Now, as Justice Alito put it, the price we must pay is the continued existence of “regulations [which] are improperly designed to stamp out religious objectors.” This price may be acceptable to some for now—at least until it is turned around and applied against them.

Harvard law professor: “Don’t Let Mississippi Establish Anti-Gay Religion”

by Travis Weber

June 17, 2016

That’s actually the title of a piece by Harvard law professor Noah Feldman on Bloomberg View yesterday.

Our ability to reason together as a pluralistic nation has been sorely compromised by unashamed advocacy pieces like this. Those who know better like Noah Feldman will one day hopefully come to regret compromising their accuracy to try to achieve their objective. Sadly, much damage will be done in the meantime.

The harm done by his reckless characterizations of Mississippi’s Protecting Freedom of Conscience from Government Discrimination Act (HB 1523) demands a response.

What has Mississippi done in HB 1523? It has exempted people with certain beliefs from being forced to violate their conscience should the government make them complicit in a same-sex marriage celebration. That doesn’t sound like any “establishment” of religion to me, and it isn’t—under any reasonably understanding of what the Establishment Clause was meant to accomplish. Moreover, it would protect anyone who holds those beliefs—Muslims, Jews, Christians, or others. Establishment Clause law is primarily concerned with making sure the government doesn’t coerce or force people into a belief system with which they don’t agree.

It’s ironic that this is the precise protection HB 1523 ensures people receive. It’s doubly ironic that Noah Feldman would instead have everyone comply with the government’s “religion” of same-sex marriage acceptance. If Mississippi was doing what Feldman claims it’s doing, why the need for HB 1523’s protections from the government? There wouldn’t be any need. If we are going to use his line of thinking about “establishment,” he should see HB 1523 is needed precisely because our government is increasingly moving toward an “establishment” of support for same-sex marriage.

If Noah Feldman and others making his arguments actually believe such exemptions are constitutionally problematic, I’d expect them to argue against laws providing exemptions in a variety of contexts. Notably, their opposition only seems to arise when Christianity seeks protection.

The title to his piece also contains a misrepresentation of Christian belief: that Christianity is merely “anti-gay.” Actually discovering the truth here requires some study of Christianity, however. Christian teaching on sexuality is comprehensive, and contains a number of precepts for human flourishing and well-being in accordance with God’s design. Same-sex conduct is only one of the parameters. There is no such thing as mere “anti-gay” Christianity. Yet the Christian view of sexuality is consistently mischaracterized by this framing—because advocates who use it aren’t seeking the truth, and they know this propaganda works on people who don’t bother to seek it either.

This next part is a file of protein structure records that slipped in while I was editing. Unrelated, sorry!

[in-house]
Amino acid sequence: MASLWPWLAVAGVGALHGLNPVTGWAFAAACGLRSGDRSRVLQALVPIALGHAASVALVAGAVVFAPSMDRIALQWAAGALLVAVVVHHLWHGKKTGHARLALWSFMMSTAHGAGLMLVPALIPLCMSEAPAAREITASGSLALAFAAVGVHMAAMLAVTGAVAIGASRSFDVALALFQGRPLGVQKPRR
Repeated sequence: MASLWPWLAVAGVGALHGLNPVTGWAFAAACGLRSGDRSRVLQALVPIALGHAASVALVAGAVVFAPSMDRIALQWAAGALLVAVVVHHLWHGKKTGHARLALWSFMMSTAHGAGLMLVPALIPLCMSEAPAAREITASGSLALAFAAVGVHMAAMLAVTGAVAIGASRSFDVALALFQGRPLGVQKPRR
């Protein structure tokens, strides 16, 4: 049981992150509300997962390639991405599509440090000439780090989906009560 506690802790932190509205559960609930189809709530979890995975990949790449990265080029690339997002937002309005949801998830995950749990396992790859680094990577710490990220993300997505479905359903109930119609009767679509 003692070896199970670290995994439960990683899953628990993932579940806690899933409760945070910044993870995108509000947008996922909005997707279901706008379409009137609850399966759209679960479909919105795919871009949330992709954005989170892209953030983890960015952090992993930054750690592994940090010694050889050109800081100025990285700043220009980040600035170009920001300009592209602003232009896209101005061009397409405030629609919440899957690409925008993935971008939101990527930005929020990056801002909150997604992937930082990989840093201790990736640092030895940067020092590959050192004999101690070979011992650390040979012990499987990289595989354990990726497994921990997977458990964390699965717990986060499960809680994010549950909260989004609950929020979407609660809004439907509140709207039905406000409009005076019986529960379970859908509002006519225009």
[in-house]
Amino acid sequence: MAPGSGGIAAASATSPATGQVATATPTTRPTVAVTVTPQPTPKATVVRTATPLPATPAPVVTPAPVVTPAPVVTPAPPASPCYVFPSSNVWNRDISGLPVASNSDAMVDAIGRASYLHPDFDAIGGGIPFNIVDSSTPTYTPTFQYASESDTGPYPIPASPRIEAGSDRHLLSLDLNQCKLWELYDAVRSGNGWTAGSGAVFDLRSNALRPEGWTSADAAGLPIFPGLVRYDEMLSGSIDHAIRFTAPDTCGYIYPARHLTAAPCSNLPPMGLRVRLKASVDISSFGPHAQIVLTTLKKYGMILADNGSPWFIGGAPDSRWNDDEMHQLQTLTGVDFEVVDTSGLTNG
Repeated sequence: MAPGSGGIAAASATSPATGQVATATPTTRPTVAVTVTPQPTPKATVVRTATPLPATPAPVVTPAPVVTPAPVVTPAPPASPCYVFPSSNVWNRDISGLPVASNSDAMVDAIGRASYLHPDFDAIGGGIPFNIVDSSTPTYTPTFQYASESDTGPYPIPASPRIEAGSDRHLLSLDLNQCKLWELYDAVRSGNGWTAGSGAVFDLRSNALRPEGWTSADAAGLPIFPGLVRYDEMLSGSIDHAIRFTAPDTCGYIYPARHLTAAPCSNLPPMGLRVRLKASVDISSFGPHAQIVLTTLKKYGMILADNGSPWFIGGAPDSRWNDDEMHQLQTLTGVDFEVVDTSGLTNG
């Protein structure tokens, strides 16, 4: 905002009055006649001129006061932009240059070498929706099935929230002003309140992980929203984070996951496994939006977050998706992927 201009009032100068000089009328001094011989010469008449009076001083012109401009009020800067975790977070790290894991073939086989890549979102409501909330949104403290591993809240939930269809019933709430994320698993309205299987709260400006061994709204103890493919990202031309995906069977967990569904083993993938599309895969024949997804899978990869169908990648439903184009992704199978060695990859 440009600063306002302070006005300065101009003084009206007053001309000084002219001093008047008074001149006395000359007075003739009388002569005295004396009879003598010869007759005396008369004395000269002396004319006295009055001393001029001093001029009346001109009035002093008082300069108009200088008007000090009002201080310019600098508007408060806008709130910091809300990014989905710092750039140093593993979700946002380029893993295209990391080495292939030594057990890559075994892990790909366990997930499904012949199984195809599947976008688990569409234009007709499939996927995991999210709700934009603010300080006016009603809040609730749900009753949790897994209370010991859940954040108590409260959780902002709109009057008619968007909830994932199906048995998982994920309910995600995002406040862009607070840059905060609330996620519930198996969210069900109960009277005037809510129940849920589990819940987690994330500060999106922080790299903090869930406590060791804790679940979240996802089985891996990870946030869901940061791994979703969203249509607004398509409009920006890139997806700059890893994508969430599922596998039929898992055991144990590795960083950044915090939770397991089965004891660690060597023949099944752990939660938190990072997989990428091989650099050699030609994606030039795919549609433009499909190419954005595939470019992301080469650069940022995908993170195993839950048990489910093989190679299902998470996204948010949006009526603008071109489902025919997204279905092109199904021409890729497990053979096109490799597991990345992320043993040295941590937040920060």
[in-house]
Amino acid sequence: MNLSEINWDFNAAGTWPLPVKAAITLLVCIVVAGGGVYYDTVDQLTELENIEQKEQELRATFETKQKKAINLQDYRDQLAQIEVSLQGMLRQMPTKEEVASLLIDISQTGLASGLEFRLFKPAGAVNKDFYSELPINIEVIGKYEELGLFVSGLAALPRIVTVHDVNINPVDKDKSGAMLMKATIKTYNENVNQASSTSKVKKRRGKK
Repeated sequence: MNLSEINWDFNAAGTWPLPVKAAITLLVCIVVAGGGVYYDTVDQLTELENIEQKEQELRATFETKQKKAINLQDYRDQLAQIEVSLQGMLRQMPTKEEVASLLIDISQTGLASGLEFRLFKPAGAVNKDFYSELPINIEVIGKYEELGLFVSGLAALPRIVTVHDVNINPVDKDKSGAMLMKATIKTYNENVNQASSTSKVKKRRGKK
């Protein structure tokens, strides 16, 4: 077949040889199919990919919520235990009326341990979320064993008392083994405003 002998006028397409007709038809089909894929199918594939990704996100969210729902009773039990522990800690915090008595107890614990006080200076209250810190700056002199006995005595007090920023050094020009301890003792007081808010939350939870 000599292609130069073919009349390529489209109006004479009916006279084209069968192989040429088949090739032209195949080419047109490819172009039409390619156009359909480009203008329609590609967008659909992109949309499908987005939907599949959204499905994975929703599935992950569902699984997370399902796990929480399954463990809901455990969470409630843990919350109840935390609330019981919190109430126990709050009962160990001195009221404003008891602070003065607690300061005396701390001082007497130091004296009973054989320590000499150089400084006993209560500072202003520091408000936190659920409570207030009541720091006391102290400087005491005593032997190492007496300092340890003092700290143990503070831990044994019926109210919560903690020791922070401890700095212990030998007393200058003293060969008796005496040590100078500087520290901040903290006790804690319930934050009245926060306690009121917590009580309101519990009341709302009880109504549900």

Claiming the mantle of objectivity and reason in order to further an agenda is not new. But it removes the building blocks on which our pluralistic society can exist. It is especially disheartening when done by those who know better and are entrusted to do otherwise.

Opponents of Freedom Reveal Their True Agenda: Intolerance

by Travis Weber

May 12, 2016

Before same-sex marriage was constitutionally enshrined, we heard about how it would not affect anyone’s religious freedom. It was just about access to the marriage license, we were told.

Anyone who thinks opponents of Christian morality are not interested in forcing everyone to conform to their views need only glance at a motion filed in federal court in Mississippi reacting to a law which provides, of all things, exemptions on conscience grounds.

In their motion, this group of opponents asks the court to make sure that anyone “recusing himself or herself under Section 3(8) of HB 1523” be forced to “desist from issuing any marriage licenses to any other couples, including opposite-sex couples.”

Why make this request if access is the only issue? No access to any licenses has been impeded. But we know it is not about that. These opponents are requesting clerks not issue any licenses because they just can’t stand the idea that someone would not agree with their same-sex marriage.

The opponents proceed to read into motives and offer blanket generalizations:

Thus, although the most recent efforts by the State of Mississippi to disregard the constitutional rights of LGBT Mississippians through HB 1523 may be somewhat more subtle than the “steel-hard, inflexible, undeviating official policy” of the past, see United States v. City of Jackson, Miss., 318 F.2d 1, 5 (5th Cir. 1963) (ordering end of racial segregation in bus and railway terminals), the underlying impulse is exactly the same.” (emphasis mine)

But calling all genuine Christians everywhere complete racists isn’t enough.

They also mischaracterize the law as “exhorting state residents to discriminate against their gay, lesbian and transgender neighbors in a wide variety of circumstances.” Where is this behavior “exhorted?”

They also want the state to be forced to “post all recusal notices to a prominent place” on a government website. Shaming, anyone?

The real motive is obvious. It’s to force those who now disagree to eventually agree. Nothing more (for now), and nothing less.